I like to see the foodie shows like Bizarre Foods w/ Andrew Zimmern and No Reservations w/ Anthony 'Hunka Hunka" Bourdain. I love to see these shows exposing people to the greatness of offal.
http://www.eatmedaily.com/2009/10/offal-of-the-week-five-chefs-who-embrace-the-nasty-bits/

I'd love to train with someone like Chris Cosentino. "Nose to Tail eatin."
That's the way it should be.... and it's healthier!!

Lardo!
http://honest-food.net/wild-game/wild-boar-recipes/wild-boar-charcuterie/lardo-or-italian-cured-pork-fat/


 
steward
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If everybody wanted all of those parts, there would be none left over for the dog/cat food industry.

 
steward
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Peony Jay wrote:I wish more real butchers existed so I could a hold of those nice parts.



There is a fancy-pants butcher in my neighborhood whose steaks I choose not to buy because of the high prices, but their ground meat and sausages are within a price per pound range that makes sense for my budget. Last week we bought some pork and beef wieners that were irregularly shaped, juicy, seasoned just perfectly and so yummy! The juiciness is due in large part to lard and excess fat that they add (liberally, I'm sure). They sell oxtail--which I tried and enjoyed!--though I haven't seen many of the other types of parts that I think you're referring to.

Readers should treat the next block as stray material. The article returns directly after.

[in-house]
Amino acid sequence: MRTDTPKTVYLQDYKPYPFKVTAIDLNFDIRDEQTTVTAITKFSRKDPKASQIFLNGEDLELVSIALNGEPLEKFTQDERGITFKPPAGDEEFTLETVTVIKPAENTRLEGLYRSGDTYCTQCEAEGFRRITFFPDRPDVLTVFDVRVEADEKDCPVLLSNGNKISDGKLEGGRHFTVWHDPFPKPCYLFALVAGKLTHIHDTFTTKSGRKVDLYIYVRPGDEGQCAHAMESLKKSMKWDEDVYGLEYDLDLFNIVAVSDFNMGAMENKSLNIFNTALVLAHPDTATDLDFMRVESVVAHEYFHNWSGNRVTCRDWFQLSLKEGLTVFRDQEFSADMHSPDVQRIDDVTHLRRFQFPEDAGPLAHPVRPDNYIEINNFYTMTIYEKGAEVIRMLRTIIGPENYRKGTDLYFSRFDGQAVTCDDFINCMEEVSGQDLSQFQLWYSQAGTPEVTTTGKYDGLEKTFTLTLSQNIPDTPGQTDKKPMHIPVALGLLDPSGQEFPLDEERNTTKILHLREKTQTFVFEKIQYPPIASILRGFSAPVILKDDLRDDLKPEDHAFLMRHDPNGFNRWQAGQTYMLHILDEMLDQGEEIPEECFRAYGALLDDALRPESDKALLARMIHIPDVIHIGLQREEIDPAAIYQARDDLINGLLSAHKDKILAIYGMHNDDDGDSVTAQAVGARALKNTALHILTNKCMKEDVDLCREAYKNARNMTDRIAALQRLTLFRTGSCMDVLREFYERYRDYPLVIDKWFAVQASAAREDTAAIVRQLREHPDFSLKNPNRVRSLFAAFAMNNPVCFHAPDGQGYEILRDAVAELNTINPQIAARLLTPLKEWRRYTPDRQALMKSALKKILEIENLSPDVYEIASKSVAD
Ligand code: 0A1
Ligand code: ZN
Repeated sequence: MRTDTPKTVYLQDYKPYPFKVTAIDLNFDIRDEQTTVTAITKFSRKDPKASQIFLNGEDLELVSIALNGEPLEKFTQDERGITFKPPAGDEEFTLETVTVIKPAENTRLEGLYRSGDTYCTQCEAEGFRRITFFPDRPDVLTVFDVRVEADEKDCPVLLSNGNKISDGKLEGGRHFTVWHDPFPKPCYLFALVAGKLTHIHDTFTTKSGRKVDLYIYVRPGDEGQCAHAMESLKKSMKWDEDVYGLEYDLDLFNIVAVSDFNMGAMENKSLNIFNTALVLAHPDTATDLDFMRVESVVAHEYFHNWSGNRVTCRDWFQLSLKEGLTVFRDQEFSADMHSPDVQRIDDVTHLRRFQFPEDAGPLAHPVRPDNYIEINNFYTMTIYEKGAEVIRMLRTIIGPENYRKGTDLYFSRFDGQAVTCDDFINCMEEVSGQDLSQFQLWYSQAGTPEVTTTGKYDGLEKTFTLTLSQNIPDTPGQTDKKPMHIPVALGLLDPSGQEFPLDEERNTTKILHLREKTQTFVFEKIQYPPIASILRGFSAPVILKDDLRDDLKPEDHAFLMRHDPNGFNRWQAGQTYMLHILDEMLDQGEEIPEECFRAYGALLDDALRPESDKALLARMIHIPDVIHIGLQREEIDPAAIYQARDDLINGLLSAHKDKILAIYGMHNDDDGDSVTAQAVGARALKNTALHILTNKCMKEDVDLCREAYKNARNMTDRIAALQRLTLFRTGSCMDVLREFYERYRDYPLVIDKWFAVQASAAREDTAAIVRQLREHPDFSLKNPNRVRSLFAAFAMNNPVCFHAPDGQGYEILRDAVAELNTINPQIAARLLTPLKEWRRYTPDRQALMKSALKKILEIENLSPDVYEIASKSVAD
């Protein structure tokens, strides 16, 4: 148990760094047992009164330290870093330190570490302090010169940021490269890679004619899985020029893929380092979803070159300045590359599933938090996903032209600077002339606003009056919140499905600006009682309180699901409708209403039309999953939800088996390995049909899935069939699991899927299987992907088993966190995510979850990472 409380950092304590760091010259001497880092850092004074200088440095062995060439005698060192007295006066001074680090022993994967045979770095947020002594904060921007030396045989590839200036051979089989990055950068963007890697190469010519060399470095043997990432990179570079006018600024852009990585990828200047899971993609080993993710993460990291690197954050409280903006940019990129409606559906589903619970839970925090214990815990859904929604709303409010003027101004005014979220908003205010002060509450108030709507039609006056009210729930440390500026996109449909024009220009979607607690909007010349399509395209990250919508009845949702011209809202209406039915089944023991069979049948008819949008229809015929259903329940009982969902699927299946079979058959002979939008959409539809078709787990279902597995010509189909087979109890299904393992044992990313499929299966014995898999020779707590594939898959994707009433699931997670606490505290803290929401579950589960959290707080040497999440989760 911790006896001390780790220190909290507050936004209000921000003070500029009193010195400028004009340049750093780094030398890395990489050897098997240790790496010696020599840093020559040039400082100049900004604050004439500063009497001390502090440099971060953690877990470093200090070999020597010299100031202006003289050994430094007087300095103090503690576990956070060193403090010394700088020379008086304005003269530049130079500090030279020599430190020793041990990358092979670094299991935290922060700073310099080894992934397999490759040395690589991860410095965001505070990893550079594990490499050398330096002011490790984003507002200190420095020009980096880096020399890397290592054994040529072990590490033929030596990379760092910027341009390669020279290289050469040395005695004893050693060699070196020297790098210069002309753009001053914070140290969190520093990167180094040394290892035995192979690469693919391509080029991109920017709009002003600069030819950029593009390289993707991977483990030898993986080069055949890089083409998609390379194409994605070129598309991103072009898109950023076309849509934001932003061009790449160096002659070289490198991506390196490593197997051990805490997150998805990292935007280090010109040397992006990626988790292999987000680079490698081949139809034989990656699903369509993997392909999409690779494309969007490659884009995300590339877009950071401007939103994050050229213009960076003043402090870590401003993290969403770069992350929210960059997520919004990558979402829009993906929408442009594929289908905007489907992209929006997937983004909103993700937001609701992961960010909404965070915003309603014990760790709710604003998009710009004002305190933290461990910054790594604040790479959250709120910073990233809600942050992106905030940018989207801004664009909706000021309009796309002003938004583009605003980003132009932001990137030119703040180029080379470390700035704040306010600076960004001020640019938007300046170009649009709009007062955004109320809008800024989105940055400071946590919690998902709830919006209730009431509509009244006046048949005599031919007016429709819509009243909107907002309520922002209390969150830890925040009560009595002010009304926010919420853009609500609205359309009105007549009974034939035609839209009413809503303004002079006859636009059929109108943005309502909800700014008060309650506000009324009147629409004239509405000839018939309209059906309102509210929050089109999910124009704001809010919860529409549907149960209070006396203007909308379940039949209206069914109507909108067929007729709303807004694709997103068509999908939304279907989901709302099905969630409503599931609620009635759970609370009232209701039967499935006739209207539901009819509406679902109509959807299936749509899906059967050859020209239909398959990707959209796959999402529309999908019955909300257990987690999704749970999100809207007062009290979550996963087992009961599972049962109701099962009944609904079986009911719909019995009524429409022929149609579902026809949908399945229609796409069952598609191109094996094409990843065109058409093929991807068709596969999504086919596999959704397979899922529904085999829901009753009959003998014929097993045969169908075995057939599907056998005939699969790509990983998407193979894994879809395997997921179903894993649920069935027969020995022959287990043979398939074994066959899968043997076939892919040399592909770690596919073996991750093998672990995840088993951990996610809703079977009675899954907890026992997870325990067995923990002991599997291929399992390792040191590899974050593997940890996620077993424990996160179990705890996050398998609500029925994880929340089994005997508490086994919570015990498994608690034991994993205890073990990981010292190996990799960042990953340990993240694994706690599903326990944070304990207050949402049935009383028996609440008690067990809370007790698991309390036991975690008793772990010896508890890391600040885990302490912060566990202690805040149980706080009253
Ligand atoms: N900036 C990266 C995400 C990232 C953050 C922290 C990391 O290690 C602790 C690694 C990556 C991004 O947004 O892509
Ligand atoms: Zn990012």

The butcher shop - sustainable or organic and locally grown meat, btw - has done so well it franchised, so we have half a dozen or more here in the Seattle area.
 
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You should try to buy half or whole animal directly from the the farmer and have it slaughtered on farm. If you are there for the slaughter, ask the guy for the parts you want. I wind up getting the tongue, liver, oxtail for free (it's not part of the hanging weight). My dogs get the leftovers.

Peony Jay wrote:I happen to live near a grass- fed herd. We occasionally buy meat from them. The meat is healthy and yummy.

... Dang, y'all! If the damn animal died for you then eat all the parts! I wish more real butchers existed so I could a hold of those nice parts.

 
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I developed a few health conditions when I was a vegan and started eating lard and duck fat regularly, in addition to egg yolks and lots of cream, butter etc. I noticed some large improvements to my health.